Around 600 Ukrainian refugees have made their way to NSW so far, most of them women and children. They've been welcomed with an outpouring of support, according to an ABC News report.
It's interesting to consider these numbers, which will surely increase, in the light of the number of refugees seeking asylum from so many war-torn countries in the world.
Some other statistics, from the Australian Red Cross, are telling:
- in the past decade, the number of people displaced from their homes worldwide has almost doubled, from 41 million to 79.5 million, and
- more than two-thirds of the top 5 nationalities of people seeking refuge in Australia - up until the outbreak of war in Ukraine - came from just five countries:
Syrian Arab Republic (6.6 million)
Venezuela (3.7 million)
Afghanistan (2.7 million)
South Sudan (2.2 million)
Myanmar (1.1 million).
For example, to break down one of those figures, according to the UNHCR less than 145,000 Venezuelans have received refugee status, almost 800,000 have asylum claims pending, and another 2.5 million have received temporary residency permits since 2014.
It's sobering to consider how long the queue is and which individuals from among which nationalities may be given special consideration and with what justification by Departments of Home Affairs.
On a more personal note, SSOA emerging writer Clara Andrade responded to this week's prompt with a story focussed on peace ...
There is finally a gap between all the people walking into an RSL club in Sydney, where Sasha and I are encouraging members to use the newly installed marketing rewards machines.
We both work as brand ambassadors for the same marketing agency and I’ve met her for the first time today. I feel unsure of what to talk about with her. So I say, ‘I’m part of this women’s group, it’s called Creators of Peace.’
‘Oh?’ Sasha seems to think I’m a little cuckoo. ‘What do you do?’
‘Well, we sit around and talk about leading more peaceful lives. In our own lives and the world around us.'
‘That sounds … interesting,’ she says, without judgment, but in a higher pitched tone of voice than she was using before.
‘It is, actually. I discovered a bunch of interesting things about myself and about other people’s lives. Everyone in the group gets to share a life story .’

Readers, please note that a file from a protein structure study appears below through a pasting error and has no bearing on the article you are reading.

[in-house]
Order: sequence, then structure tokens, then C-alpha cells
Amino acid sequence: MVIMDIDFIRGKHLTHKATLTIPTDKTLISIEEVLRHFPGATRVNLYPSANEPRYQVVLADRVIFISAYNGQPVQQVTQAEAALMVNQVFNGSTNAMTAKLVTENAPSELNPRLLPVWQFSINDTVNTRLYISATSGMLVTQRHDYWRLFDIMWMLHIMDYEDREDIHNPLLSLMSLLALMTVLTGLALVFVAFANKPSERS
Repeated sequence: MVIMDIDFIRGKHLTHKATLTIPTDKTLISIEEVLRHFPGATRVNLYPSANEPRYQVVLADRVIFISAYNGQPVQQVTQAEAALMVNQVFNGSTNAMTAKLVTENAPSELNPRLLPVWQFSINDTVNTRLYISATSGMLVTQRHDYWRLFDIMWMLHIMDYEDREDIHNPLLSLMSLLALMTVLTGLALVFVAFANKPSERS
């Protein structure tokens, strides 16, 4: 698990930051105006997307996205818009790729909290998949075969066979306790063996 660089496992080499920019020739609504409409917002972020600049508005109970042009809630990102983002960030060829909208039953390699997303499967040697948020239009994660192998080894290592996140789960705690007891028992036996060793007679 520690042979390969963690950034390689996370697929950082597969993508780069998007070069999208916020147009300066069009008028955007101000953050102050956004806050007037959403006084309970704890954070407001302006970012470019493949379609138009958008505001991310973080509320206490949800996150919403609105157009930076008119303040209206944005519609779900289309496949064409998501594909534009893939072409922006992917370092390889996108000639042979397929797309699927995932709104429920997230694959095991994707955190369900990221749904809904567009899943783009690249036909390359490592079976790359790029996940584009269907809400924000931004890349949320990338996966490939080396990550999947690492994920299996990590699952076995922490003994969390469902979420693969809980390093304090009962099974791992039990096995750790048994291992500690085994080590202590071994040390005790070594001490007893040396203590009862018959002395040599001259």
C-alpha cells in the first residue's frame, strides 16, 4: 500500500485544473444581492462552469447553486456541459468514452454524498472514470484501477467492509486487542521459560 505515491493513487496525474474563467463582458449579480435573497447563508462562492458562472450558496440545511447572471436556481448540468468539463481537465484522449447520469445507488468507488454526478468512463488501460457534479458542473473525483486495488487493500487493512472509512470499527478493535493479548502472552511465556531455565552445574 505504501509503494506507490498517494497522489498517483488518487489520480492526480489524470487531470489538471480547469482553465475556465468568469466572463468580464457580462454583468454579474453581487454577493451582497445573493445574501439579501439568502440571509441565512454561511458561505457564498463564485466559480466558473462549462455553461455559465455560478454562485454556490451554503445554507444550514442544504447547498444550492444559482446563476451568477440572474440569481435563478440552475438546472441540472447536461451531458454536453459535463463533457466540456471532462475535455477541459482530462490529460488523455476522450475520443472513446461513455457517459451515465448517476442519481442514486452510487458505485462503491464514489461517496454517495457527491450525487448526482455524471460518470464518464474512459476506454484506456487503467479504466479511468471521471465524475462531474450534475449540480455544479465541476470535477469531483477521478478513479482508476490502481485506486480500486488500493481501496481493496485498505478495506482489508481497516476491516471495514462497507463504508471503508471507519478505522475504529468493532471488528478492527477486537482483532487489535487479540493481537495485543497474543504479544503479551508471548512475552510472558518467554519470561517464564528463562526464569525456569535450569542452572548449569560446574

‘Has it made you more peaceful?’ she asks me, quite curious by now.
‘Probably, overall, it’s just made me more aware of the things I used to do that stopped me from acting in a more peaceful way.’
Our conversation pauses as a 70-year-old walks in and we step forward to do the job we’re being paid to do for the day.
‘Hello, sir. If you’re a member you can use the machine for a chance to win a free drink!’ I say in my best customer service voice.
‘That’s all I get? A free drink? I probably won’t win anyway, I’m not very lucky. My friend Ruth tried it and said they wouldn’t even take her ticket at the counter!’ the man said, shaking his RSL member card in the air. He walks away from us.
Sasha patiently smiles at the customer and waves as he walks away. Me? I feel glad I can talk more about Creators of Peace.
‘If you’re interested you can join a gathering. There’s one in a few weeks’ time.’ I always feel like I'm trying to recruit people to a cult when inviting them to these activities.
‘For sure, I’d be interested. I’d like to meet some new people,’ Sasha replies with a smile.
‘How long have you been living in Australia?’ I ask her.
‘My husband and I have been here six months or so?’
‘And how are you liking this job?’ I ask.
‘It’s okay. I meet people, practice my English, and it’s fun,’ Sasha replies.
‘What did you do back home in Ukraine?’
‘I’m an aerospace engineer. But it’s hard to find work as an engineer here in Australia.’
‘Well, I’m glad you took this job,' I reassure her. 'It means I got to meet you.’
text Clara Andrade; photos Wix.